walking to work). In this context, learning is often regarded as ‘incidental’ because it occurs without conscious effort. Memory for recent eating might also be influenced by explicit processes that are under conscious control. If this is the case then an opportunity exists to enhance satiety by avoiding distraction and encouraging encoding during a meal. In a recent study, Higgs and Donohoe showed that focusing on the sensory characteristics of a food (while eating) leads to a reduction in intake at a subsequent meal 
. They do not distinguish between implicit and explicit processes. Nevertheless, this is an exciting finding and one that holds promise as the basis for a novel therapeutic intervention.
Our manipulation check indicates that participants are able to discriminate between a 300 ml and a 500 ml portion of soup and that this ability is also expressed in memory for these portions, both immediately after exposure and after a two-hour interval. This is critical, because it shows that memory is differentially influenced by our manipulation, even though participants are never instructed to encode the amount that they have consumed. In of itself, this does not demonstrate a causal relationship between hunger and memory for recent eating. However, this would seem a parsimonious explanation for our findings. Nevertheless, two alternatives merit consideration. First, the effect of perceived volume reflects subtle differences in the capacity of the (perceived) large and small portion to elicit a conditioned cephalic phase response at the time of ingestion 
. In relation to this idea, we note that the effect of perceived volume was evident only after a delay of two hours and not immediately after eating, as might be expected were this the case. Nevertheless, it is clear that ‘high level’ beliefs and cognition can influence stomach emptying and endocrine responses to foods and beverages 
and we recommend that these measures should be included in future research. A second possibility is that perceived volume influenced mood. Specifically, participants who saw a 300-ml portion may have been disappointed by its small size and responded to this negative response by rating their hunger higher than those who saw a 500-ml portion. In relation to this proposition, again, we suggest that a ‘protest vote’ would be more likely immediately after receiving the small portion. Instead, both immediately and at one-hour post-consumption, participants experienced a similar reduction in hunger irrespective of whether they saw 300 ml or 500 ml. Notwithstanding this point, to eliminate this hypothesis with certainty we would recommend that measures of mood and ‘portion satisfaction’ should be included in future protocols.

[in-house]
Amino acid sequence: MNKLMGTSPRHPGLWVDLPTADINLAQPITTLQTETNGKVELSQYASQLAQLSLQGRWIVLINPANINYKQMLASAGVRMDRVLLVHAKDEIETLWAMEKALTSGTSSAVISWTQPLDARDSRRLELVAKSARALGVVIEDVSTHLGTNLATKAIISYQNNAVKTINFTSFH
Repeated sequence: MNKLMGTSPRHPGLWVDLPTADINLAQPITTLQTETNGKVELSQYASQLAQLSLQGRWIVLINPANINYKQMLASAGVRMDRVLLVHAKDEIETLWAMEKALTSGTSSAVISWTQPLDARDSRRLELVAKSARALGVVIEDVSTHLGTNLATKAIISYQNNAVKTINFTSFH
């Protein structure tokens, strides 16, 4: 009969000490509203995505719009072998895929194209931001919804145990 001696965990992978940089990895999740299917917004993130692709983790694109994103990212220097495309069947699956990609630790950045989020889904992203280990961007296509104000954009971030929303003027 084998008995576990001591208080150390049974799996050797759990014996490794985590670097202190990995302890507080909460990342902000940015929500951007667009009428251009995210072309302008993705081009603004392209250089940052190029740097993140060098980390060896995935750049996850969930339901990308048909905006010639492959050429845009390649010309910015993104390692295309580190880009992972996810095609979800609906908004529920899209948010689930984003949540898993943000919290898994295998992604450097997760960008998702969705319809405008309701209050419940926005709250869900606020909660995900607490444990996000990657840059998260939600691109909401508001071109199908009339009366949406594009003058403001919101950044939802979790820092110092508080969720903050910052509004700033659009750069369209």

In addition to the immediate effects of memory on post-meal hunger and fullness, we also assessed effects on the expected satiation of a fixed portion of soup (400 ml) at a subsequent test session. Regardless of amount eaten, those participants who initially saw a smaller portion of soup (day 1) then went on to expect the 400 ml portion to be relatively less satiating (day 2). A likely explanation is that participants were biased by their recent post-ingestive experience. Those who initially saw a large portion then went on to experience a greater reduction in hunger. This memory for hunger then biased estimates of expected satiation 24-hours later. Although this interpretation remains to be tested formally, it is consistent with models that characterise the retrieval of abstract knowledge (expected satiation included) in terms of multiple activation of episodic memory traces 
. Indeed, recent models emphasis the importance of recency in this form of learning 
Previously, we have shown that expected satiation is dynamic and it ‘drifts’ over time 
. Shifts are more likely to involve an increase than a decrease in expectations. However, once learned, these expectations may be preserved over long periods 
, perhaps even permanently. In future, it would be interesting to measure the extent to which our manipulation leads to sustained changes in expected satiation and the extent to which this generalises to other types of soup. We also note that memories are more likely to be retrieved if retrieval takes place in the same environment in which a memory was encoded 
. In our experiment, participants were tested in the same environment on both days. It remains to be determined whether a shift in expected satiation is dependent on this kind of context-dependent memory.
Finally, memory for recent eating is helpful because it enables us to draw on beliefs about a food, and in particular, beliefs relating to post-ingestive consequences. These expectations are likely to be governed by flavour-nutrient associations that are refined over time as we interact with individual foods 
. It follows that any disruption to flavour-nutrient learning will promote imprecise caloric regulation (impoverished adjustment of energy intake from one meal to the next). In a series of intriguing studies, Davidson and Swithers have experimentally manipulated the extent to which sweet tastes, viscosity, and fat predict positive nutritive post-ingestive consequences 
. Consistently, animals that are exposed to an ‘inconsistent’ diet are found to increase food intake and bodyweight. This raises important questions about our own diet and the use of fat substitutes and artificial sweeteners in many manufactured foods. The prospect that these foods disrupt our memory for recent eating warrants attention and this represents a natural extension of the work that we present here.